With Rainbird, we now have the technology that connects the subject of the expert system with a way of coding that enables the person with the knowledge or expertise to train the system directly without a coder sitting between them. So, there is nothing lost in translation.
Is ensuring outputs from an AI system are accurate, ethical and explainable is vital to get right in order for businesses to trust the AI systems they are using?
With every decision that Rainbird delivers there is what we call an Evidence Tree. This is a rationale that explains the reasoning that went on behind the scenes to arrive at the decision or output the user is seeing. The system also tells you where the data that supports the decision came from, and all the logic that was involved. So, Rainbird is subject matter agnostic, but we do a lot of work within highly regulated sectors such as insurance.
Indeed, explainability is important because even if you don’t have a regulator, you are accountable so you still need to have explainability if these systems are to reach the wide adoption, and deliver the benefits they can – essentially end-users must be able to trust these systems. Here, trust and explainability go together.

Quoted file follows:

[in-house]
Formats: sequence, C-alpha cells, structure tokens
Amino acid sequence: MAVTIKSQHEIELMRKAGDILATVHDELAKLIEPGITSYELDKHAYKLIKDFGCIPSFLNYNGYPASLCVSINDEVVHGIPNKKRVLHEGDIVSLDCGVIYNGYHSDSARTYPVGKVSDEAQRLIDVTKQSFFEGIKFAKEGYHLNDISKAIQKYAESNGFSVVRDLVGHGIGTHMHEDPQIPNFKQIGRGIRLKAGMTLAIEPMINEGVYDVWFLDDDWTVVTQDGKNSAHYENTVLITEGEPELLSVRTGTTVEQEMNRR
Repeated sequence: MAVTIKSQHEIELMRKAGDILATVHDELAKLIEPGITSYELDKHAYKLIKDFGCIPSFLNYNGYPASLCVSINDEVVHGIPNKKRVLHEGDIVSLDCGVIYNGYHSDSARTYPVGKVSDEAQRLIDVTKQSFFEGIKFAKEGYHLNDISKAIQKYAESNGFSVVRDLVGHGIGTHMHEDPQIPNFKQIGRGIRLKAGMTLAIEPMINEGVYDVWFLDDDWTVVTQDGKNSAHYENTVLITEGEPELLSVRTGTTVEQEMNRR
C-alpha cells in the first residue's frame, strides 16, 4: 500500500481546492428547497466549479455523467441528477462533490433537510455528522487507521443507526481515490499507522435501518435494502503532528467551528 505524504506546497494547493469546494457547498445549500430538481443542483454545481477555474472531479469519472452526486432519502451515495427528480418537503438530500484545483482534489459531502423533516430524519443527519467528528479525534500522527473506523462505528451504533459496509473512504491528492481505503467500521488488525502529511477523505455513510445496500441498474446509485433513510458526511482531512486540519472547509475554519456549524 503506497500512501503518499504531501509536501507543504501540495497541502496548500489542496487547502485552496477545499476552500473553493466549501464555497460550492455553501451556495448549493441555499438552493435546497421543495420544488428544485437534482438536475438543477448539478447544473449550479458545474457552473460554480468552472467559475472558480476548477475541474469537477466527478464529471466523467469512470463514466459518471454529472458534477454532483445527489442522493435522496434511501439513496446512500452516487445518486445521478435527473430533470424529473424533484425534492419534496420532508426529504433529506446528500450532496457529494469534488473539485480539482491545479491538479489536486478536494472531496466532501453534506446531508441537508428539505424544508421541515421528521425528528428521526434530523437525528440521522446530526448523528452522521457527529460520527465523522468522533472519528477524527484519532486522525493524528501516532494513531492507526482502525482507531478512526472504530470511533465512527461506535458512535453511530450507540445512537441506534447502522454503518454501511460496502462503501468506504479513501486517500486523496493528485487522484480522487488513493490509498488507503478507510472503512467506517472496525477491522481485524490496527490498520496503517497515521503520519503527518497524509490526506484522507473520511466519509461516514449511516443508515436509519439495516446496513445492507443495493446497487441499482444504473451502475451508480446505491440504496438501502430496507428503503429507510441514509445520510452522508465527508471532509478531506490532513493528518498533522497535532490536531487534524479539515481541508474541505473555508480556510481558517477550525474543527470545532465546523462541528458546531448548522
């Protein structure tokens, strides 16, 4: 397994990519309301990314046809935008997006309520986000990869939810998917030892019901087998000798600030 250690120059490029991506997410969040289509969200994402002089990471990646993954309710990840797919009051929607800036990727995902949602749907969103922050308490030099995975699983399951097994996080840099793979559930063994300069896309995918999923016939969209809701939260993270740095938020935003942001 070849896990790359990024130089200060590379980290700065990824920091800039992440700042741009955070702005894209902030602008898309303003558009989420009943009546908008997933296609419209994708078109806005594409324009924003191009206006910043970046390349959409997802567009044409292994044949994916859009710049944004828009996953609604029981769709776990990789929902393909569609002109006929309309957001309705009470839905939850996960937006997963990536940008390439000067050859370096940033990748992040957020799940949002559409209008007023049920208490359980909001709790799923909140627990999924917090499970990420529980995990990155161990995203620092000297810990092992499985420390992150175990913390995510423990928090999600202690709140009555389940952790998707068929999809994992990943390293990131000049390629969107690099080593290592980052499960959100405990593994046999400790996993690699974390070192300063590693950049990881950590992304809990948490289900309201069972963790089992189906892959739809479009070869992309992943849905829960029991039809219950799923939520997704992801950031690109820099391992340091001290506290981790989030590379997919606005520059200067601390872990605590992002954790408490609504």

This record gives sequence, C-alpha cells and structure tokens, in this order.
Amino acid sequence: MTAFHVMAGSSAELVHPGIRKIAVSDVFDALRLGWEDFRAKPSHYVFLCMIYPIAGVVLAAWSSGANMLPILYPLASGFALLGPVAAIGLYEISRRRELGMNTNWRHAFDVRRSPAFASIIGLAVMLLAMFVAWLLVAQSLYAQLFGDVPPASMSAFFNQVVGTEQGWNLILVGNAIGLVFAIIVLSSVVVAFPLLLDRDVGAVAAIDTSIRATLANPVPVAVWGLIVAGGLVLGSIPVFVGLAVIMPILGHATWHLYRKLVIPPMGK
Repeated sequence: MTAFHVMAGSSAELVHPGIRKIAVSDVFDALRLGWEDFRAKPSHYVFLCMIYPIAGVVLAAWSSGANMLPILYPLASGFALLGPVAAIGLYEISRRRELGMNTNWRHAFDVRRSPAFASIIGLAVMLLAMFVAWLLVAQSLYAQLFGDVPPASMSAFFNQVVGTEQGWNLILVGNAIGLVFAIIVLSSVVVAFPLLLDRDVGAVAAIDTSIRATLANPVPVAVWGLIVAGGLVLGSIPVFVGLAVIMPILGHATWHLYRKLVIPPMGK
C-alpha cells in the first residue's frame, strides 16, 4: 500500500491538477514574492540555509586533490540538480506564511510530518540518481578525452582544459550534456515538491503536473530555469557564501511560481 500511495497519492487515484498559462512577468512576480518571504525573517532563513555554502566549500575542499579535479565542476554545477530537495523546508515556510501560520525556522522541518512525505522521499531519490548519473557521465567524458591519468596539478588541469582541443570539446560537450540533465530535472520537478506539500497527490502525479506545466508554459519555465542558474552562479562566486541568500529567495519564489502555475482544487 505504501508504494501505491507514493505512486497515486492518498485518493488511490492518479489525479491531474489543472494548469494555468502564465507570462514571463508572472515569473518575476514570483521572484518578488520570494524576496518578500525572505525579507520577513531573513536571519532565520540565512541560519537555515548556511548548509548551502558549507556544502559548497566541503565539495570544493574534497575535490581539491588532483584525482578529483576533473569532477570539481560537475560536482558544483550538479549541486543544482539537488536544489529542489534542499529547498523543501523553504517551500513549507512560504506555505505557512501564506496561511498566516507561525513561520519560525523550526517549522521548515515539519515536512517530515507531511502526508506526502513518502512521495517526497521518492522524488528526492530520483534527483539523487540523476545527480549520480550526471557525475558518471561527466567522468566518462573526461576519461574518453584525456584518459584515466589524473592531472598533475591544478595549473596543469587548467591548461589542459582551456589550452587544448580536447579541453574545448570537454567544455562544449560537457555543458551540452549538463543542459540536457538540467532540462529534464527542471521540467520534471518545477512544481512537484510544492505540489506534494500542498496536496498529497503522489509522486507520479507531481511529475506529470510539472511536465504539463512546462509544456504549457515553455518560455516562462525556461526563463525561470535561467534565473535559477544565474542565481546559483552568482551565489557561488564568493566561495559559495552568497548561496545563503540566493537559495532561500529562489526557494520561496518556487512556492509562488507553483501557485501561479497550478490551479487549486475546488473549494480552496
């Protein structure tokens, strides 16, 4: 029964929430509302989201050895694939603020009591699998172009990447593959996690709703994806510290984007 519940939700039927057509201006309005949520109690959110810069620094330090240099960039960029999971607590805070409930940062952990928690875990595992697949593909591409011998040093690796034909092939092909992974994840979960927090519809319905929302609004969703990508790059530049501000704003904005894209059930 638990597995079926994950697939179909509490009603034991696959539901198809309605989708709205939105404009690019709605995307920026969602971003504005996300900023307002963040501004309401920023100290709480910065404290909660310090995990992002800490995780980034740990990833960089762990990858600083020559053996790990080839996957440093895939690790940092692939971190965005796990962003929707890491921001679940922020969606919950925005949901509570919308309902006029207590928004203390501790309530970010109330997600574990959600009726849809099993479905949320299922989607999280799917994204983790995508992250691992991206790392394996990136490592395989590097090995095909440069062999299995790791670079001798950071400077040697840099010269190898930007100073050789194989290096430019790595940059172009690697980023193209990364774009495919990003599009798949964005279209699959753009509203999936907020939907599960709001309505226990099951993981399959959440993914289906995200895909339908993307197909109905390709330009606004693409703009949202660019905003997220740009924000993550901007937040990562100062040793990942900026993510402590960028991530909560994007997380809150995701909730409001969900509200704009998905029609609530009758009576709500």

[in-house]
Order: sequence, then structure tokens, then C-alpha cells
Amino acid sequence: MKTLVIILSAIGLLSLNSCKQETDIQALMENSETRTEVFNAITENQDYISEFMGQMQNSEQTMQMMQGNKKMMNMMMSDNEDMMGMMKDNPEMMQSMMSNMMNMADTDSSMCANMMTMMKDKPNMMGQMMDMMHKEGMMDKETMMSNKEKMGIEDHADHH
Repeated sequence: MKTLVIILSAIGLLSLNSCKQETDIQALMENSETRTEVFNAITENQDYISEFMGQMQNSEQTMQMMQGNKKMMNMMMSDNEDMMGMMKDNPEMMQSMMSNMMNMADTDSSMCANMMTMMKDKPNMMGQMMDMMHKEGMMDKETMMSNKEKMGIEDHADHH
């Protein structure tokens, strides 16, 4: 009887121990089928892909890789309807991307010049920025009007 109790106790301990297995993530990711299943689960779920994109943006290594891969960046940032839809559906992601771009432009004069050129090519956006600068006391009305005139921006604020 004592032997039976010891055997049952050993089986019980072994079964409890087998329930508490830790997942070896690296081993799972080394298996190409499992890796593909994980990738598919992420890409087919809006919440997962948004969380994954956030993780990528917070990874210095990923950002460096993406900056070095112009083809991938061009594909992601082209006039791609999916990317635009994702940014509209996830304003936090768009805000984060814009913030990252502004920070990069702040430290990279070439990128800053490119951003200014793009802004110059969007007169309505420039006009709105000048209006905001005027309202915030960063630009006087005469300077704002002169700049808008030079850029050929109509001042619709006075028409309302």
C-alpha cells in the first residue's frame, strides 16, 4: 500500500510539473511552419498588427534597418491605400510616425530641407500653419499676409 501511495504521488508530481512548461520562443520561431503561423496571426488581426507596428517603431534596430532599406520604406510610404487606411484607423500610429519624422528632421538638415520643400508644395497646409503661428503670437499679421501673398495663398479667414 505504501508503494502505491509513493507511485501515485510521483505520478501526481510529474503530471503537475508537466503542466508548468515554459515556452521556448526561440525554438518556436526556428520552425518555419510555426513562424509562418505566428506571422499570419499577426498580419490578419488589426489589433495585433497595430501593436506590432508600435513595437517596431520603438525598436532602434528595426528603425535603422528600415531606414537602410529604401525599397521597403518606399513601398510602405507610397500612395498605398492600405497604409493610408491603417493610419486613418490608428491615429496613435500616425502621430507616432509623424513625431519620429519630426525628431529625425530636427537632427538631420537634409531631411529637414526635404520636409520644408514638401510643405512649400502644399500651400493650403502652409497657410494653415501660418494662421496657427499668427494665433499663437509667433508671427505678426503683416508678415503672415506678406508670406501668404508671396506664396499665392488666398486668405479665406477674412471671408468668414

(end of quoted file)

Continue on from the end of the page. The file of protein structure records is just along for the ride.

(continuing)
Are the huge datasets that many machine learning systems use actually a disadvantage? Would smaller datasets offer more accurate outputs when machine learning algorithms are applied?
The size of the datasets used by these systems can be highly focused and explicit. And it’s true that you can gain explainable outputs from these smaller datasets. However, AI is a very fragmented space. It can mean different things to different people. A lot of promises have been made about this technology with often high expectations.